6. leo

    with regard to the mobile phone analogy….i quite agree, surely the technology will develop, however there is maybe a matter of urgency to consider and i don’t think we want a load of “brick” turbines plentifully scattered around,….but do we have time to wait. and replacing the old bricks with the sexier model would be inefficient.
    i do like a nice (and i mean nice in the true sense of the word) turbine myself though….beauty in functionality and all that. the palm springs ones don’t do it for me though i’m afraid and as for arthur….he wouldn’t beable to sit and relax for sure.
    landscape character?…we need it, for heritage, for leisure, for our own (us as a nation)well being and for bringing in the money from tourists etc, but this i feel is a luxury. if the other option is to be reliant on foreign controlled energy resources in an unstable global environment….how much will we then be able to relax and enjoy our beautiful land….and at one extreme this competition for resources could lead to conflict and a detruction of the land we so treasure….in a desperate situation we are just happy to survive and beauty loses out.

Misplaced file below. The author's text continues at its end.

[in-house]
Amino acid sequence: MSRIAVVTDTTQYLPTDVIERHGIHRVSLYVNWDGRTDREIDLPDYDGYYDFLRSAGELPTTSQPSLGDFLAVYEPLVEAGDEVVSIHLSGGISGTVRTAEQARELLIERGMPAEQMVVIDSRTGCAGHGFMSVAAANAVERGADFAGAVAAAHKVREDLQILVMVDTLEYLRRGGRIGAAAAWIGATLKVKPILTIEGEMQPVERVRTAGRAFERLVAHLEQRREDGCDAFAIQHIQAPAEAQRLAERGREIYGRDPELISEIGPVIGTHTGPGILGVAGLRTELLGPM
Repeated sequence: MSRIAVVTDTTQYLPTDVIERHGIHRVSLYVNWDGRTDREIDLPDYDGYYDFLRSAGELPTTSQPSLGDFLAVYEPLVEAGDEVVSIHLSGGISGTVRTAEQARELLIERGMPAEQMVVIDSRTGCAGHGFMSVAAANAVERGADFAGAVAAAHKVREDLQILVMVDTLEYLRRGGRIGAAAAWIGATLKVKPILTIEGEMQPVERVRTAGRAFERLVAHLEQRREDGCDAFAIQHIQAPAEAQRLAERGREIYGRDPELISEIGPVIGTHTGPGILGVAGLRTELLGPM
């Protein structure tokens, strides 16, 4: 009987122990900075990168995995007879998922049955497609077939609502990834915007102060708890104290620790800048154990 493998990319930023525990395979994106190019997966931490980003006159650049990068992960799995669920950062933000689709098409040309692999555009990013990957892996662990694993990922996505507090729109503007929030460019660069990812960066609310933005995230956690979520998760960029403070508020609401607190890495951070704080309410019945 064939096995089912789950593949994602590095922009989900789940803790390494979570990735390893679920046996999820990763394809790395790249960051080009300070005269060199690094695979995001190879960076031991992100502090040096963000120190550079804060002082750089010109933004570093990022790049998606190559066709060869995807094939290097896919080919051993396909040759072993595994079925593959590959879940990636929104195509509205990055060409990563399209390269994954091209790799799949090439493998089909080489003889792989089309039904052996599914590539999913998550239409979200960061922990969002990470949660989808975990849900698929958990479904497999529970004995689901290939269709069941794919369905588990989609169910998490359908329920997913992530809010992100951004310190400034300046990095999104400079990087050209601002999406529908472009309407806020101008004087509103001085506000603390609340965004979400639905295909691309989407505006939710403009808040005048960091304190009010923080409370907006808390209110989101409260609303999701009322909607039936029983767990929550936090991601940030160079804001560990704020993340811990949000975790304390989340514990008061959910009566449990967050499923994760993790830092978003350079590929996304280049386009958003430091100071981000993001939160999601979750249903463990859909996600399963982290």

there is no quick answer, and i hope we all think more than twice.

  7. Tom Turner Post author

    My view is that for the UK, as a relatively rich country with a relatively high population density, the best solution is offshore wind farms. To make them economic they should be combined with other facilities (eg fish farms, dive resorts, yacht harbours, third homes, artificial islands, marine hotels, wave power generators etc). “Hotels?” you might ask. Yes: the views of sea, sky and wave effects could be astonishing and with cheap power one could have an indoor tropical bubble with the starkest scenic effects viewed from the glazed perimeter. Those whining turbines could be seen but not heard.

  8. Marie-Aline